I ran towards the thin slits of light ahead, falling head long towards the opening. It was impossible to breathe and my stomach was growing sick with nausea. I could not feel my legs but knew they were still beneath me.
Suddenly,blinded by the scorching sun, my eyes squeezed shut as tears ran down my cheeks. I sucked in a humongous gulp of air, again and again, until my body collapsed onto the sandy floor. Only my palms flat against the hot dusty road assured me that the spinning was just in my head. Beads of sweat trickled down the sides of my face even as my heart thumped painfully against my chest.
The thick curtain from where I had emerged imprisoned people that were trapped in a heavy cloud of smoke that chained them to their habit. Their only need was for the dark, sticky tar-like substance of opium, which they stuffed into their pipes. They died bit by bit with each inhalation, until eternal sleep took them.
I returned to my room and packed my belongings immediately. As I sat at the train station, a little old lady who was carrying a basket of poppy flowers stopped in front of me and gave me a one. I shook my head to decline. I had given the last local currency to the hostel owners, eager to expunge any and every association with this place. I pointed at my pockets and gestured with my hands that I did not have money to give to her in exchange.
She smiled and insisted. She didn’t want my money. Instead, she gave me a little card with printed words. It read,
In Flanders Fields
By Lieutenant-Colonel John McCrae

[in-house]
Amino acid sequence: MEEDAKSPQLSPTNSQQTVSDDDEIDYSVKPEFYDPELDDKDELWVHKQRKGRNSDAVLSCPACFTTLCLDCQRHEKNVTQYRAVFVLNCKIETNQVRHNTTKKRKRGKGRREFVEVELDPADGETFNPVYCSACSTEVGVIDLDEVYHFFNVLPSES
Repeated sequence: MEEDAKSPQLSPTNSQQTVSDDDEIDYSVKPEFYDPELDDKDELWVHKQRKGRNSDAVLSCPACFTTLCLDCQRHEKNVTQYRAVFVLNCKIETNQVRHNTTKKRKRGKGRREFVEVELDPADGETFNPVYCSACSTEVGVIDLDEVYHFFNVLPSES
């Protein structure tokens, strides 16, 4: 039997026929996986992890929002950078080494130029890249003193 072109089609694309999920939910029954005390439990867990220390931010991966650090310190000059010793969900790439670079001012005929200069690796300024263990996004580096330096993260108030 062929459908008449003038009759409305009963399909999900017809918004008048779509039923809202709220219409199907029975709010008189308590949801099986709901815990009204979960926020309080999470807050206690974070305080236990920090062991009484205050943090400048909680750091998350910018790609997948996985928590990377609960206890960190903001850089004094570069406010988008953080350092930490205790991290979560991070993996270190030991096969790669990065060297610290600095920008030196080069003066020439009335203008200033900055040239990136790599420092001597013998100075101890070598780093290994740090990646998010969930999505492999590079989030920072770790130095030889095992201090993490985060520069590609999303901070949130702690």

In Flanders fields the poppies blow
Between the crosses, row on row,
That mark our place; and in the sky
The larks, still bravely singing, fly.
Scarce heard amid the guns below.
We are the dead. Short days ago
We lived, felt dawn, saw sunset glow
Loved, and were loved, and now we lie
In Flanders fields.
Take up our quarrel with the foe:
To you from failing hands we throw
The torch; be yours to hold it high.
If ye break faith with us who die
We shall not sleep, though poppies grow
In Flanders fields.
Gratitude, Hope & Remembrance
I was astounded. This flower responsible for countless lost lives was also the flower to commemorate servicemen and women who gave their lives to save millions. The poppy grows in the absence of other flowers and only in ground that has been churned. Since November 1921, on the eleventh day of the eleventh month of every year, we don the poppy to show our gratitude and hope for veterans and survivors of the First World War, and by extension to all military men and women.
The poppy flower that brought death also brought forgiveness, gratitude and hope.
Fiction Inspired by:The Butterfly Effect